Little Richard/Tutti Frutti

And once again, this brings us to our final destination for this Sunday. While he called himself Little Richard, there was nothing small about Richard Wayne Penniman. The flamboyant artist was a giant of the classic rock & roll era, one of the most exciting performers who also wrote and co-wrote gems like Tutti Frutti, Slippin’ and Slidin’, Long Tall Sally and Jenny, Jenny. And I’m only talking about tunes from Richard’s debut album Here’s Little Richard released in March 1957. As was common at the time, it essentially was a compilation of Richard’s singles that had appeared earlier. Tutti Frutti, co-written by Penniman and Dorothy LaBostrie, had first been released in October 1955 and become Little Richard’s first U.S. hit, a no. 2 on Billboard’s R&B charts. It also reached the top 20 on the mainstream pop chart (no. 18). Inexplicably, at least from a musical perspective, Penniman never had a no. 1 on the Billboard Hot 100. His most successful tune there, Long Tall Sally, reached no. 6.

This wraps up another installment of The Sunday Six, folks, but we’ll embark on a new trip next Sunday. Meanwhile, this post wouldn’t be complete without a Spotify playlist of the above tunes.

Sources: Wikipedia; YouTube; Spotify

Best of What’s New

A selection of newly released music that caught my attention

New music never stops, even on Christmas. I almost would have forgotten today is Friday, meaning it’s time again for Best of What’s New. BTW, this is the 40th installment of the recurring feature. Let’s get to it!

Eddie Vedder/Matter of Time

Matter of Time is the title track of a new solo EP released by Eddie Vedder today. Initially, the Pearl Jam frontman had put out the tune as a single on November 18. The EP features four additional tracks, including a cover of Bruce Springsteen’s Growin’ Up. As reported by Blabbermouth.net, Vedder premiered Matter of Time and Say Hi, another tune from the EP, during Venture Into Cures, a digital event presented by EB Research Partnership. Co-founded by Vedder and his wife Jill, the non-profit organization funds research for epidermolysis bullosa, a group of devastating and life-threatening skin disorders that affect children from birth. I salute music artists taking on such noble causes. It’s also quite a powerful tune and video clip!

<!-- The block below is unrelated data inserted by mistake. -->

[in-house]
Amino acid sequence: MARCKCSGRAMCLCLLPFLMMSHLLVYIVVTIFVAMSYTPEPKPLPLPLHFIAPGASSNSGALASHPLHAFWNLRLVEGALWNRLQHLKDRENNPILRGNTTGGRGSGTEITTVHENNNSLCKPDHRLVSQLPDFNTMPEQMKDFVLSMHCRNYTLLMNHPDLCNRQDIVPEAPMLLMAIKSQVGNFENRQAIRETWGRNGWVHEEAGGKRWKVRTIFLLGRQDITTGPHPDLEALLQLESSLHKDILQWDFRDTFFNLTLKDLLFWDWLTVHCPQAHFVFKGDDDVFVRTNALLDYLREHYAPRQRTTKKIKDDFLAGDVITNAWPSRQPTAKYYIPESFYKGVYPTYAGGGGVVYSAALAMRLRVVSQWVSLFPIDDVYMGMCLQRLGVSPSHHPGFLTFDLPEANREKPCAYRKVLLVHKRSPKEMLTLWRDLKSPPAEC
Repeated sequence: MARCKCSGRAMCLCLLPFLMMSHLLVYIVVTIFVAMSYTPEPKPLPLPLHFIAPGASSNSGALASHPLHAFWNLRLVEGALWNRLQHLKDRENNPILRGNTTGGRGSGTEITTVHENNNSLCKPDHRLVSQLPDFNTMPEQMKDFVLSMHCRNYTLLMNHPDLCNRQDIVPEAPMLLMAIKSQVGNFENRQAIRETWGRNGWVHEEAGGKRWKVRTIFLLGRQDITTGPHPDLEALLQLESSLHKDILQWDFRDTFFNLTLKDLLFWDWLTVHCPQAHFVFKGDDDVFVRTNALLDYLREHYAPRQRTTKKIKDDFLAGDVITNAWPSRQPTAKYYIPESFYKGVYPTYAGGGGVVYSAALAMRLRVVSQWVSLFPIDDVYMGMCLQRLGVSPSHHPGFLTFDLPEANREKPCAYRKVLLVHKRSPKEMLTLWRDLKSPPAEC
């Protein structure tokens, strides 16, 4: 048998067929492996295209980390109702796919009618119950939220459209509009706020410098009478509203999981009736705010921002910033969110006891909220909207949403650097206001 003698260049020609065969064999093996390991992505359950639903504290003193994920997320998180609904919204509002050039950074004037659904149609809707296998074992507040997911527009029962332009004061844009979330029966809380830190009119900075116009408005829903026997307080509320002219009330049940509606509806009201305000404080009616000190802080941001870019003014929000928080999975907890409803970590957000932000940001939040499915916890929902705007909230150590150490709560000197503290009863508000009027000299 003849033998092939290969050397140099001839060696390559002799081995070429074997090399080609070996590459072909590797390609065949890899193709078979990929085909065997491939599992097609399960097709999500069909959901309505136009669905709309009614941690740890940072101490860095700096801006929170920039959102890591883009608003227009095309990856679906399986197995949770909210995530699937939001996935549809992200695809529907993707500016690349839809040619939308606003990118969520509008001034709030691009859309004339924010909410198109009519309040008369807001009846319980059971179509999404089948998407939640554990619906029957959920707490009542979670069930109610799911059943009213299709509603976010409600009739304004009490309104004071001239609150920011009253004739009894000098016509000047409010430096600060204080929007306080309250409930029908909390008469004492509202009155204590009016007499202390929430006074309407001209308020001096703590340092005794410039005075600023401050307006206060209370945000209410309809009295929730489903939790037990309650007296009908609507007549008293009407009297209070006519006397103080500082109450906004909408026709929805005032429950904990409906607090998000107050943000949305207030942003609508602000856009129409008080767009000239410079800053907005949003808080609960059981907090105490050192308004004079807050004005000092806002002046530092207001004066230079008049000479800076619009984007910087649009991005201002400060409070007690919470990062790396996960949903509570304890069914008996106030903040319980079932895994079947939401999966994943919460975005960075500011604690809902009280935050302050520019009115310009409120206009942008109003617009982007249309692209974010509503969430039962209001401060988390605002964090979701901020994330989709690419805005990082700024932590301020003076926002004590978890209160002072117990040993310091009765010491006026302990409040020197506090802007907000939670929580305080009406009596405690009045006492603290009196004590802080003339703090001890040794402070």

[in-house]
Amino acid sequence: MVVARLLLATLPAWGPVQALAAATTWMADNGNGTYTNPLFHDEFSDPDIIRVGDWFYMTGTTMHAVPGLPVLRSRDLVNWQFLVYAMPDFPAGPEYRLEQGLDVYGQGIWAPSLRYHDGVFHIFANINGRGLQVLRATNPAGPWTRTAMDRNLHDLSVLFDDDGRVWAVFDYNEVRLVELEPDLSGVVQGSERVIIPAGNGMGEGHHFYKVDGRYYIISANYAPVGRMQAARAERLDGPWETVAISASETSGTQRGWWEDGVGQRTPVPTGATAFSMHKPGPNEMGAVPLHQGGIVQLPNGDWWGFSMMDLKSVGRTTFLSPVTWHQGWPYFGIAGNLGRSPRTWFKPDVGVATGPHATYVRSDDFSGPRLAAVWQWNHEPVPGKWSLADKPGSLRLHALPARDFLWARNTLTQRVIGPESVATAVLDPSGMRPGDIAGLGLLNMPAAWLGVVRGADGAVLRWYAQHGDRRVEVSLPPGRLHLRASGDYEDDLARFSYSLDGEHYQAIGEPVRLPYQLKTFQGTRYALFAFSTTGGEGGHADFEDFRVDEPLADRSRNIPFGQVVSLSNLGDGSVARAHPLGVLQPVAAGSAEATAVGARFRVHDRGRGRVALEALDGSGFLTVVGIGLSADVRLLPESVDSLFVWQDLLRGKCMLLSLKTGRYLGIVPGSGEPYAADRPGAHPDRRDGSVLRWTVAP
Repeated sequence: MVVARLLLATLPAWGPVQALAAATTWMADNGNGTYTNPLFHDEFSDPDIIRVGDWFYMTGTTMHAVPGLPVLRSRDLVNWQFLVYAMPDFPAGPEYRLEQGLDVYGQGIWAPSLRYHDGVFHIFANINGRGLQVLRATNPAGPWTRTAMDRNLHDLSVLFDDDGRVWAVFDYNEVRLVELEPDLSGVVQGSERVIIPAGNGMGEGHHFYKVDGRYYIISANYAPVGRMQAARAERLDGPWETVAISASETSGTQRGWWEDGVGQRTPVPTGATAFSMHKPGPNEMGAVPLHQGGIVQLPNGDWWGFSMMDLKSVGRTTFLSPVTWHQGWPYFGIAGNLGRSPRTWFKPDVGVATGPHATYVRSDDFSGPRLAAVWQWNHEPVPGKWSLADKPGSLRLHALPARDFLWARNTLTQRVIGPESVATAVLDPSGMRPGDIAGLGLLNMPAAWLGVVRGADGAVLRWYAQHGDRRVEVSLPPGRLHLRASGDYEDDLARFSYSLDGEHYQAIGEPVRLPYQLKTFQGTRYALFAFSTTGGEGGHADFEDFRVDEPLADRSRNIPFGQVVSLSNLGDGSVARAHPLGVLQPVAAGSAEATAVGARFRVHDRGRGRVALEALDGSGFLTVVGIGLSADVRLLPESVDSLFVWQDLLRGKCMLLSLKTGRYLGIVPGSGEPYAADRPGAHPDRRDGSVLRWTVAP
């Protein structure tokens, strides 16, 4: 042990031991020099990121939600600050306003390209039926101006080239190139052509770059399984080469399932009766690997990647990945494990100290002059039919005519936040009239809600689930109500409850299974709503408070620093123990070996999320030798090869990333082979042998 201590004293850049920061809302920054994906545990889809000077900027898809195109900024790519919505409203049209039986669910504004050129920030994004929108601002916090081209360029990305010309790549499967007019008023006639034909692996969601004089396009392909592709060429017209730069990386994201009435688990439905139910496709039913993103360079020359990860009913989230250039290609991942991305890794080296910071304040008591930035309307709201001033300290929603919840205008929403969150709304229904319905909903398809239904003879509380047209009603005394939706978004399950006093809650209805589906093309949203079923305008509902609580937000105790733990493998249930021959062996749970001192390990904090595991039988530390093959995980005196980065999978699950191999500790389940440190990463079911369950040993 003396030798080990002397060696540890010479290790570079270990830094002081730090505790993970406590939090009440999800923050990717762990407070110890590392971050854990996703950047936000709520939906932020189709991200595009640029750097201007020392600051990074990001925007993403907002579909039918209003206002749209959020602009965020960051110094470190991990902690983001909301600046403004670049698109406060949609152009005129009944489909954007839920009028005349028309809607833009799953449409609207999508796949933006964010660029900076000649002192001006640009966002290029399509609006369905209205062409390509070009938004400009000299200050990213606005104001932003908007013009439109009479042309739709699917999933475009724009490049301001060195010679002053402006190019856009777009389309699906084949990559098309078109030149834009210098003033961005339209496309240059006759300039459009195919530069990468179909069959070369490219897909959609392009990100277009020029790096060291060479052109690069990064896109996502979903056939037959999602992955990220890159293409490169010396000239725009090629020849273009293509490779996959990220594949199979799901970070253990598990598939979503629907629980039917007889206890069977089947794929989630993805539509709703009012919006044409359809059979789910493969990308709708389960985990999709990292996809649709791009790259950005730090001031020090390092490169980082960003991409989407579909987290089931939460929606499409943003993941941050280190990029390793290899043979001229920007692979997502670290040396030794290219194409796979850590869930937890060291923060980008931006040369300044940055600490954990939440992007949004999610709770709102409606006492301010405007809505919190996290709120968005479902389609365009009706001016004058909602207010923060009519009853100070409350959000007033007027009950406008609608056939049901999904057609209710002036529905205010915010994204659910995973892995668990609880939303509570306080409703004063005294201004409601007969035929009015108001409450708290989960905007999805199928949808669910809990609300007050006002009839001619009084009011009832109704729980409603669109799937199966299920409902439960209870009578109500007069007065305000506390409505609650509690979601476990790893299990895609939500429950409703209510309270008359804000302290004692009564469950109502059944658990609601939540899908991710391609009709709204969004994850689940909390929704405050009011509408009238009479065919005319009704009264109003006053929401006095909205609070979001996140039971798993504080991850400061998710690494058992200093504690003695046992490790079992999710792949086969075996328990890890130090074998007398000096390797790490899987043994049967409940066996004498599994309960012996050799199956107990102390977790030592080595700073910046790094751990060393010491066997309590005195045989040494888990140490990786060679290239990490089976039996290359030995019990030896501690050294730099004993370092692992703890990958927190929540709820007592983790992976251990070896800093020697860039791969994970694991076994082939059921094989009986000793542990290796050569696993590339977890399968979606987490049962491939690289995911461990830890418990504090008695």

Slaughter Beach, Dog/Are You There

The first thing that struck me about Slaughter Beach, Dog is “Slaughter Beach, Dog.” Who comes up with such a weird name? It turns out singer-songwriter Jake Ewald, who initially started this indie rock outfit in 2014 as a side project to Modern Baseball, his then primary indie rock band from Philadelphia. In October 2017, Ewald confirmed Modern Baseball is on indefinite hiatus. Slaughter Beach, Dog has since become his main focus. In addition to Ewald (vocals, guitar), the group’s regular line-up also features Nick Harris (guitar), Ian Farmer (bass) and Zack Robbins (drums). Slaughter Beach, Dog put out their debut album Welcome in 2016. Since Modern Baseball’s hiatus, three other albums have appeared, including At the Moonbase released December 24. According to this review in Consequence of Sound, Ewald wrote and recorded the album alone at his house and recording studio. Here’s the opener Are You There.

CMON/Blue-ray Saturday

CMON is a project by Josh Da Costa and Jamen Whitelock who initially started Regal Degal in 2009, a band Apple Music noted dabbled in everything from distorted synth punk to repetitive Krautrock-styled jamming over the next several years. After Regal Degal disbanded, Da Costa and Whitelock formed CMON and released their eponymous EP in 2018. According to Apple Music, The duo kept some of the textural atmospheres of their previous band but leaned heavily into programmed rhythm and disco-pop grooves on their 2020 debut Confusing Mix of Nations. Blue-ray Saturday is CMON’s new single that appeared December 10. The melodic mid-tempo tune doesn’t sound at all like disco-pop. If anything, the melody of the laid-back tune reminds me a bit of Bob Dylan’s Like a Rolling Stone. In any case, I like the feel of it. Plus, it’s quite catchy!

Sea Girls/This Is The End

Sea Girls are an indie rock band from England I first featured in an August Best of What’s New installment. They were founded in London in 2015 and include Henry Camamile (vocals, guitar), Rory Young (lead guitar), Andrew Noswad (bass) and Oli Khan (drums). Following their June 2017 debut single Call Me Out and a series of additional self-released singles and three EPs, the band secured a deal with Polydor Records in 2019 and released their full-length debut album Open Up Your Head on August 14 this year. This Is The End is their new single that came out on December 4. Back in August, I called the band’s guitar-driven sound catchy. I still stand behind that statement. The title also makes the song an appropriate choice to wrap up this installment.

Sources: Wikipedia; Blabbermouth.net; Consequence of Sound; Apple Music; YouTube